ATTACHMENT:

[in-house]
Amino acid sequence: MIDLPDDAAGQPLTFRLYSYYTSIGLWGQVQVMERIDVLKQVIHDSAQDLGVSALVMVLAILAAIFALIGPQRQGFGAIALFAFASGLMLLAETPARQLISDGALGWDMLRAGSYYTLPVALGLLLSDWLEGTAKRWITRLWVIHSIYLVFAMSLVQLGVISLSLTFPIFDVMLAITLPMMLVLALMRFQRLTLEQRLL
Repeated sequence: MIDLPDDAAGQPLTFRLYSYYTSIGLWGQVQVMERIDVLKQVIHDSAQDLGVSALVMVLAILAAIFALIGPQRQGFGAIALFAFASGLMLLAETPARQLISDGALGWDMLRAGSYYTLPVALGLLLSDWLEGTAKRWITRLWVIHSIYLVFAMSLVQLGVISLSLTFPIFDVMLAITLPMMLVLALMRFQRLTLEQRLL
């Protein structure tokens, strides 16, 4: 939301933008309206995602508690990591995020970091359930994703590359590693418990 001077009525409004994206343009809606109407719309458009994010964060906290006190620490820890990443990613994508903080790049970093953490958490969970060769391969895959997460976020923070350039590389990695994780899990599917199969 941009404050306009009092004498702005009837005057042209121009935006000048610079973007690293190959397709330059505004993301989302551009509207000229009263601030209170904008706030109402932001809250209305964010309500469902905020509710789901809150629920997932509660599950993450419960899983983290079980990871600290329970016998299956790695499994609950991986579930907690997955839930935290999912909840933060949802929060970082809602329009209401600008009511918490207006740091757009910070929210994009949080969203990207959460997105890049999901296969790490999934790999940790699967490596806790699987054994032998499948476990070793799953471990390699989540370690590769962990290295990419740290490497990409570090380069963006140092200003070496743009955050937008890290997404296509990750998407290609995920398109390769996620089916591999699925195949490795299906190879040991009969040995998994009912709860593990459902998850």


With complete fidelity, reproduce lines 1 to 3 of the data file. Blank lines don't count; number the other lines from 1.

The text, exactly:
[in-house]
Amino acid sequence: MIDLPDDAAGQPLTFRLYSYYTSIGLWGQVQVMERIDVLKQVIHDSAQDLGVSALVMVLAILAAIFALIGPQRQGFGAIALFAFASGLMLLAETPARQLISDGALGWDMLRAGSYYTLPVALGLLLSDWLEGTAKRWITRLWVIHSIYLVFAMSLVQLGVISLSLTFPIFDVMLAITLPMMLVLALMRFQRLTLEQRLL
Repeated sequence: MIDLPDDAAGQPLTFRLYSYYTSIGLWGQVQVMERIDVLKQVIHDSAQDLGVSALVMVLAILAAIFALIGPQRQGFGAIALFAFASGLMLLAETPARQLISDGALGWDMLRAGSYYTLPVALGLLLSDWLEGTAKRWITRLWVIHSIYLVFAMSLVQLGVISLSLTFPIFDVMLAITLPMMLVLALMRFQRLTLEQRLL